– Software vendors like ACCESS, PurpleLabs (now Myriad) and Azingo who have been champions within LiMo have all been delayed to market by at least 12 months. Based on discussions with software vendors, we believe that a significant part of that delay is attributable to their activities within LiMo, which typically involve following operators’ moving targets in baking the latest features (flexible UI, Flash Lite, WebKit, touchscreens) into the OS.
This has been a crucial setback to the Linux commercial community as a whole, while Android and Symbian Foundation have already caught up on ‘openness’ and devices launched to market.
Fortunately LiMo is making some sincere efforts to propel itself back into center-stage.
– 11 operators have made commitments to specify and deploy LiMo-compliant handsets.
– LiMo hired an Open Source manager in 4Q08 to realise LiMo’s commitment to contributing back to open source communities;
– moving forward LiMo will also be lowering the minimum participation fees (currently at a high $40K annually, compared to the $1,500 of the Symbian Foundation).
– The release 2 (R2) of the common code is intended to include many more components, such IMS, location, PIM and DRM components. The minimum compliance threshold should be increasing as well.
R2 is an intense multi-party effort; code is being contributed by at least 10 members. Integration services are provided exclusively by WindRiver, while compliance testing and certification are provided by WindRiver and IEEE/ISTO, an independent certification agency. We expect the first devices that are fully R2 compliant to launch from 1H10 onwards.
Why LiMo needs to go back to the drawing board
LiMo is making earnest efforts to revitalise the mobile Linux industry. However, I believe the issue lies much closer to LiMo’s core focus. The Foundation has been created in order to accelerate commoditisation of the middleware (core building blocks) of Linux-based OSes.
And here exists the following paradox; on one hand there are economies of scale to be gained by agreeing on a common set of middleware across Linux-based phones. On the other hand, middleware has little (if any) sale value; the control points (and sale value) has moved up to the service layer and application environment layer (read: Android and Qt). OEM differentiation rarely comes from the middleware layer, but always comes from the application layer.
Moreover, network operators may be overpromising their allegiance LiMo, but when it comes to buying LiMo handsets, they will only be doing so if these handsets:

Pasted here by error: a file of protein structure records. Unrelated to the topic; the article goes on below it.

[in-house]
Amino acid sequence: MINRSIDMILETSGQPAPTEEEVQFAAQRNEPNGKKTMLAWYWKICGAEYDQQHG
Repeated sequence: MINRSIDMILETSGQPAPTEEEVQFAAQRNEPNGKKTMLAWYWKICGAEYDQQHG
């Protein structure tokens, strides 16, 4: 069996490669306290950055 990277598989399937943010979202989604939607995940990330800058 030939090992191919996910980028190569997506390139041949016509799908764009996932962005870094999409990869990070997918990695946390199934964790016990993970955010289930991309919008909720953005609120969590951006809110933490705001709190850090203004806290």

a) come with a consumer-appealing industrial and UI design
b) support the latest operator services and
c) carry no recall risks, as often is the case with maturing software.
These purchase criteria are particularly important, as tier-1 operators are the primary drivers of the LiMo ecosystem and its commercial significance. No matter how promising are the pledges of operators like Orange and Vodafone to support LiMo handsets, we have seen such pledges face the grim reality time and time again (e.g. see past cases with SavaJe and ACCESS).
Last but not least, middleware requires hundreds of man-years to optimise, integrate and customise to each hardware platform as well as processor and memory architectures. It is not something that needs transparency or more source code. It needs more expertise. For the same reason, even if Symbian source code was widely available on introduction, it would still take a handset OEM more than 3 years to be able to produce handsets fast enough and reliably enough.
The issue with LiMo is that it focuses on standardising middleware and not the service delivery layer, unlike Android, Qt and WebKit open source efforts. While LiMo may claim that its members should be allowed to differentiate on top of the middleware, here we have another classic case of an industry consortium outpaced by technology adoption; in the space of the last three years (2006-2009), the value line has moved above the application environment and service delivery layer, most visibly with the adoption of Android and Qt application environments as well as the WebKit browser core.
I would argue that if LiMo wants to be making an impact on tomorrow’s handsets, it needs to refocus its ‘standardisation’ efforts on the browser and service delivery layer; for example, accelerating the development of WebKit-based browsers and browser-based applications (much like WebOS has showed is possible). WebKit is one of the frontiers of the mobile value line (therefore a non-differentiating feature) and can become a common substrate for the delivery of next-gen operator services, with the help of LiMo and its operator backing.
Moreover, by focusing on the service delivery and application development layers, LiMo would effectively reduce the cost and time-to-market for full application suites (what Qtopia struggled with and what Android has addressed so elegantly).
I was a huge fan of LiMo on launch, and I hope I’ll continue to be. But, for its own sake, LiMo needs to go back to the drawing board.
Comments welcome as always.
(while on the topic of market insights, make sure to check out our hugely successful Mobile Megatrends 2009 series below.)